Prior to introducing web scraped data, the ABS compared 12 months of web scraped prices with the manually collected prices to ensure they were the same and were suitable for measuring price change. Once this was determined, the manually collected prices for certain products were replaced with web scraped data and manual collection ceased for these products. This approach has the following benefits:

  1. An average price from the twice-weekly collected web scraped data is more representative than a single price collected once per month or quarter;
  2. It enables more products to be included in the CPI basket; and
  3. It reduces CPI collection costs.

At this stage, web scraped data is predominantly used in the CPI for alcohol, a small number of clothing products and car parts, accounting for around 5 per cent of the CPI. Figure 1 shows the range of data sources used in the CPI and the approximate contribution (or weight) of each.

Figure 1: Data sources used in the CPI

Image: Data sources used in the CPI




Not every product is available online, for example hairdressing services, and it’s not feasible to web scrape for products such as restaurant meals. However, the ABS estimates that there is the potential to use web scraped data for up to 20-25 per cent of the CPI. Greater use of web scraped data and other forms of new data could provide the following benefits:
  1. Enhance the CPI through the use of a larger number of prices and inclusion of a greater range of products in the CPI basket.
  2. Lower the costs of producing the CPI by reducing the proportion that is collected manually to below 40 per cent of the CPI.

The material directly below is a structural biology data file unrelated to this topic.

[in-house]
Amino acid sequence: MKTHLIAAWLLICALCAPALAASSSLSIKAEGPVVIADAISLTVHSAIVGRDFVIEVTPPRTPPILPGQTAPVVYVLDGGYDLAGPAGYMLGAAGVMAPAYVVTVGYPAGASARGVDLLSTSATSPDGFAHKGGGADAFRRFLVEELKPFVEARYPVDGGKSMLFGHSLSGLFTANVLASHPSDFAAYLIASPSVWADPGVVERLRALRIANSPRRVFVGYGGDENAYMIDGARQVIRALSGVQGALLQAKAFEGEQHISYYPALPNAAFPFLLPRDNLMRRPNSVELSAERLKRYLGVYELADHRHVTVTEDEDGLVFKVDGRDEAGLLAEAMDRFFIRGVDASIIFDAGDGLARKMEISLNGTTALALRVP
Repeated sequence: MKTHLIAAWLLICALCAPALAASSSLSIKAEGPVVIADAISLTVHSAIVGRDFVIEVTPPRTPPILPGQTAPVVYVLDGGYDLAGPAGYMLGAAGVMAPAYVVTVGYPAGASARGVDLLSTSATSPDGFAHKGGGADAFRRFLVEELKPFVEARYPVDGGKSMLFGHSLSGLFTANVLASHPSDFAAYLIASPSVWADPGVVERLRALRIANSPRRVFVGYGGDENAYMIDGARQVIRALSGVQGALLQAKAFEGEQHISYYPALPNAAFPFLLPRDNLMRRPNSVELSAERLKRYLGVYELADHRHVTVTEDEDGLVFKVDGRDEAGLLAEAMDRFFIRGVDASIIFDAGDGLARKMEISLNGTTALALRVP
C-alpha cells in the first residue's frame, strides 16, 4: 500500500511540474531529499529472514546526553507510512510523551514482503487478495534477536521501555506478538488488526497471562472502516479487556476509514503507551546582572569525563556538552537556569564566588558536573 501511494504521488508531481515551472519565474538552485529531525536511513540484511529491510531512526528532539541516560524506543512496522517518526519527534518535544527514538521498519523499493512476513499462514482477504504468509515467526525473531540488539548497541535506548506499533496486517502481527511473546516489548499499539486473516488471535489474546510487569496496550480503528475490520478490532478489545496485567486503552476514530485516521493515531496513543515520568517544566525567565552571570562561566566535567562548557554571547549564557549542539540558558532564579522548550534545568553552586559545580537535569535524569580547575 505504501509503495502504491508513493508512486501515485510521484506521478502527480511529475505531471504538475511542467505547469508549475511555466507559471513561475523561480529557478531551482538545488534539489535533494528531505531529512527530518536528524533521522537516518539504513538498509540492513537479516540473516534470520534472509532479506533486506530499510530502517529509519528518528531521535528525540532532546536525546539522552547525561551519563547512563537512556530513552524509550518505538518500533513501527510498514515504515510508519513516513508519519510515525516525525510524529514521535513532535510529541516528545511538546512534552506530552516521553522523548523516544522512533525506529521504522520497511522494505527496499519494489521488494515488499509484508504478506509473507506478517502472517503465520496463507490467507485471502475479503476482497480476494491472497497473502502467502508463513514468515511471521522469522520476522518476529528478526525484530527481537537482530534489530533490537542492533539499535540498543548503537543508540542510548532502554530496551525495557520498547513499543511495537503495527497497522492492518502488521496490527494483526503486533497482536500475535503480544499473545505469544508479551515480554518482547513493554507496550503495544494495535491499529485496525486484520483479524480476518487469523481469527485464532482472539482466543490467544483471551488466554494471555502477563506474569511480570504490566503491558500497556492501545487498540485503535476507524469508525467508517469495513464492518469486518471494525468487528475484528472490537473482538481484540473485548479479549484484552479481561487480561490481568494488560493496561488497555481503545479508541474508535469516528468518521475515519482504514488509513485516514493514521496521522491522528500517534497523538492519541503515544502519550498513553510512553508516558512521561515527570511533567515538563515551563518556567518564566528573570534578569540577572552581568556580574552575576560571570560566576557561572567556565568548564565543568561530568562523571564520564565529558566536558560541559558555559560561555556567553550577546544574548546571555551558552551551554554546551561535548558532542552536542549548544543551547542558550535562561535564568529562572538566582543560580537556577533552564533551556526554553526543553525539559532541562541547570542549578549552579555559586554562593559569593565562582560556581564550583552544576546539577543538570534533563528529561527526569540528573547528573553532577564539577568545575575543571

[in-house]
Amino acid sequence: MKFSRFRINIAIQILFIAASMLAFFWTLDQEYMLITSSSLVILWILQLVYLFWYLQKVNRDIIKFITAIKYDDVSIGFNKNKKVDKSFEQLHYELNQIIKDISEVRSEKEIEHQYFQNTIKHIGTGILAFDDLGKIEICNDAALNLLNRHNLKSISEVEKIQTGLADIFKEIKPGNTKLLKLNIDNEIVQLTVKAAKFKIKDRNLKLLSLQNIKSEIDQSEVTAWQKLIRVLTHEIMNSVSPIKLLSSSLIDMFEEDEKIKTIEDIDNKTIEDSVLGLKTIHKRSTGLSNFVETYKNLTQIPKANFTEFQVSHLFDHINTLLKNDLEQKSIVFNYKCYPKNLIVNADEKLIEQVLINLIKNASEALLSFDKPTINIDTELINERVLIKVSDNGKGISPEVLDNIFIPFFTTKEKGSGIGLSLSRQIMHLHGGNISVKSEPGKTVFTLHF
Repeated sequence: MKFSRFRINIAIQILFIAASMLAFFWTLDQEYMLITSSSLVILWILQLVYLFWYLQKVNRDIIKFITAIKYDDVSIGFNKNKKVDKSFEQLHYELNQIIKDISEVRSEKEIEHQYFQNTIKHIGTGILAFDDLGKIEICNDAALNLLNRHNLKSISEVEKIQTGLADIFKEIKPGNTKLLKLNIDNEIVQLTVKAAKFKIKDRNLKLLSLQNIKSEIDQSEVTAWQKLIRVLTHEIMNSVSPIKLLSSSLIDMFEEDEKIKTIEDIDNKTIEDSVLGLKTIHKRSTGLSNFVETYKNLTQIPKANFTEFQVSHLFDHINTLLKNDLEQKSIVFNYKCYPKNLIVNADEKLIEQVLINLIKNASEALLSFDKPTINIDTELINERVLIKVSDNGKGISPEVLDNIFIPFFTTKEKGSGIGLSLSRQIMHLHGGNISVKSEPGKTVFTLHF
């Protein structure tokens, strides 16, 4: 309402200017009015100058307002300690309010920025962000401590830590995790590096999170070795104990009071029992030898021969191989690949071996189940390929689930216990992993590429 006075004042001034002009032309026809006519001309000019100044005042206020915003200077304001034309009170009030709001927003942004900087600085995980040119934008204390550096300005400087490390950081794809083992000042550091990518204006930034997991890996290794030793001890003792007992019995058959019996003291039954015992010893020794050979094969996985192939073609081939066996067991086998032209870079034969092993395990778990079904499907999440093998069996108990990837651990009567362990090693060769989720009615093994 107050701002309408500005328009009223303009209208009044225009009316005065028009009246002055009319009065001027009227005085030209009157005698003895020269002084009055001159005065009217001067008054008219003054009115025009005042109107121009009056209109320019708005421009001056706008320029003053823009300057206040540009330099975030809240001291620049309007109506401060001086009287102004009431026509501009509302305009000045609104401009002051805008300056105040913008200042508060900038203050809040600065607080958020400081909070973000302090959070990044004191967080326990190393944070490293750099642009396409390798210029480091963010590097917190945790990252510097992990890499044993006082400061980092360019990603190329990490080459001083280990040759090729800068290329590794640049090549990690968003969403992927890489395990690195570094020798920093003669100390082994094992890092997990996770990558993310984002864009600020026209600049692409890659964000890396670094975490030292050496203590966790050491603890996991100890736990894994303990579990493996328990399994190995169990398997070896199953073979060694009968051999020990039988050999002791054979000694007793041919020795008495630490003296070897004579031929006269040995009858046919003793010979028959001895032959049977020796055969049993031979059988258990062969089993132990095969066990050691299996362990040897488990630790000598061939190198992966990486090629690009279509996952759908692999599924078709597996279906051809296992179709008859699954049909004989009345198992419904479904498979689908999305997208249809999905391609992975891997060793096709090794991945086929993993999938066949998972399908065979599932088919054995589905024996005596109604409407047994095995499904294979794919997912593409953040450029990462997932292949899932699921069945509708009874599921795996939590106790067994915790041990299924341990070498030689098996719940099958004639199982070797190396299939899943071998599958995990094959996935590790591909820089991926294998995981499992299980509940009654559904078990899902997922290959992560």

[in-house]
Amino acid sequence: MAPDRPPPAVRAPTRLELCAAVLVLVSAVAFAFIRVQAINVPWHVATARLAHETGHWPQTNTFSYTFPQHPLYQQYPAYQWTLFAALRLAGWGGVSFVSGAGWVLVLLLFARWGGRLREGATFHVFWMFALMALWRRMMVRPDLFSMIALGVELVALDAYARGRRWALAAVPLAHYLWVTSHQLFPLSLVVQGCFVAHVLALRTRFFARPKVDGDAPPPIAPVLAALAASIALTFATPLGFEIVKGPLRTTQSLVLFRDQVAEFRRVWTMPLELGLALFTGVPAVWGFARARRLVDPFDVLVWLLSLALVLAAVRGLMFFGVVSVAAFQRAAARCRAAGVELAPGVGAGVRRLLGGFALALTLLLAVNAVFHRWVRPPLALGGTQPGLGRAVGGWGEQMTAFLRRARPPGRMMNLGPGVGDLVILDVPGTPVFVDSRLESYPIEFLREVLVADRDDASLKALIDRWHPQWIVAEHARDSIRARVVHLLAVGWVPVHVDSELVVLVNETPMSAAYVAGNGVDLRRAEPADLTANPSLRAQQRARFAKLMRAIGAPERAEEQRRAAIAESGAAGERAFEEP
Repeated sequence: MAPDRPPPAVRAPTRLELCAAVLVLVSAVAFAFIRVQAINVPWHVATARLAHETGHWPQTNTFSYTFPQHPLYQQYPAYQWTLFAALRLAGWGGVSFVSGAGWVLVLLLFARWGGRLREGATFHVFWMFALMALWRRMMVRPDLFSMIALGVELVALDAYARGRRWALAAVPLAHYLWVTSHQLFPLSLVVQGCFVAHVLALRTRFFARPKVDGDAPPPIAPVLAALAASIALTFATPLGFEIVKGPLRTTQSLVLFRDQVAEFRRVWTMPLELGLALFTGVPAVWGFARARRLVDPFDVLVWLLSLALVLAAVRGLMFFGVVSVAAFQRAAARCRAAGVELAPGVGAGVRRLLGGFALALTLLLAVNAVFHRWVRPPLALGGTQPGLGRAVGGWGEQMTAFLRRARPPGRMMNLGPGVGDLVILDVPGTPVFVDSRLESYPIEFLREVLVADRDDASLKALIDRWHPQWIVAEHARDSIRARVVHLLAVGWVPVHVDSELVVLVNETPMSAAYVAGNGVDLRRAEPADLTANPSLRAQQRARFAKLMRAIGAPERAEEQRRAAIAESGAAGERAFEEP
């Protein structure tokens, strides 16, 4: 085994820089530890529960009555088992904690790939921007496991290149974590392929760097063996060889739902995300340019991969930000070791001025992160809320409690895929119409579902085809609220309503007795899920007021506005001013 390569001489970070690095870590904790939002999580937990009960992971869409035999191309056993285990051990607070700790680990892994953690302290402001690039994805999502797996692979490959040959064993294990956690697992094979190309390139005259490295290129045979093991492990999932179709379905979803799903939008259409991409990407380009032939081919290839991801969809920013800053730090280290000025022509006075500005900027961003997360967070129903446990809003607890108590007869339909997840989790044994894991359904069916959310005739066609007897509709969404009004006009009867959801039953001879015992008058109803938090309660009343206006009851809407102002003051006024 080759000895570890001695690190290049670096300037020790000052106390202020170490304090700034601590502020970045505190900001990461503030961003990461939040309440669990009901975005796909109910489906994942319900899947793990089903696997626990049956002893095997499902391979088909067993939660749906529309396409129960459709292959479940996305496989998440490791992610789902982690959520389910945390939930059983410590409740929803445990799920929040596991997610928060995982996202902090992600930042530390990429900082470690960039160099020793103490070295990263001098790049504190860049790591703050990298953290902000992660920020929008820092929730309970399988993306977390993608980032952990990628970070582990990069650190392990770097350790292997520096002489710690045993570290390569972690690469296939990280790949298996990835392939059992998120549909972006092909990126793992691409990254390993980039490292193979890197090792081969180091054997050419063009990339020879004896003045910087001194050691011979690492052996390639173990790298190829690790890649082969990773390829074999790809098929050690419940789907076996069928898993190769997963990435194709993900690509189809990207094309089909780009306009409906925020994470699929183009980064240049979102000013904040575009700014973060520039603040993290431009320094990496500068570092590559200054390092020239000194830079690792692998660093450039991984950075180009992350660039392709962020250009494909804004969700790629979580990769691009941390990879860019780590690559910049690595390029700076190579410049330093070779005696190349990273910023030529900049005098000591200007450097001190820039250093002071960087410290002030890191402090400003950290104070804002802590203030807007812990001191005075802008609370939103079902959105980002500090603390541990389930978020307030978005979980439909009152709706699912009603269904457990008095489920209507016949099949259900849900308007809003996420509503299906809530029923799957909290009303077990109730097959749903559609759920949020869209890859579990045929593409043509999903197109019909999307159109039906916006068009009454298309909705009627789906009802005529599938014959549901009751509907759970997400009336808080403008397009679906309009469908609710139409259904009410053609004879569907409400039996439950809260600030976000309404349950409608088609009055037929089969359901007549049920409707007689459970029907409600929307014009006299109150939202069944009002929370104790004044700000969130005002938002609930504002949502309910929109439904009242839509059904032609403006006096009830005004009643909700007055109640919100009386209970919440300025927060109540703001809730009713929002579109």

3. The potential to produce new statistics, including regional CPIs, spatial price indexes and a monthly CPI.

Although web scraping provides many benefits and opportunities, it also presents some challenges that the ABS and other national statistical organisations are investigating. Some of these challenges include:
  • Maintaining the web scrapers when websites change.
  • How to handle the significant number of new and disappearing products, known as product churn.
  • Developing automated methods to process and analyse the large amounts of data collected.
  • The absence of expenditure data to identify the most popular products that are purchased and for weighting purposes in the CPI.


Future work on web scraped data

While the use of web scraped data has enhanced the CPI, the ABS recognises that more can be done to make greater use of its potential. In late 2018 the ABS began research into using automated methods to process web scraped data for clothing and footwear products.

The methods being investigated are similar to those used to process the scanner data in the CPI. These methods have the benefit of using the full range of prices collected for each clothing and footwear product and dealing with the significant challenge of product churn for these products. These methods make use of clusters to group together similar products in order to measure price change over time. The ABS will publish an additional paper with the findings from this investigation at a later time.

In addition to investigating automated methods, the ABS is continuing to identify products where manually collected prices can be replaced by web scraped prices. The ABS is also investigating the use of machine learning to automate the classification of the web scraped data.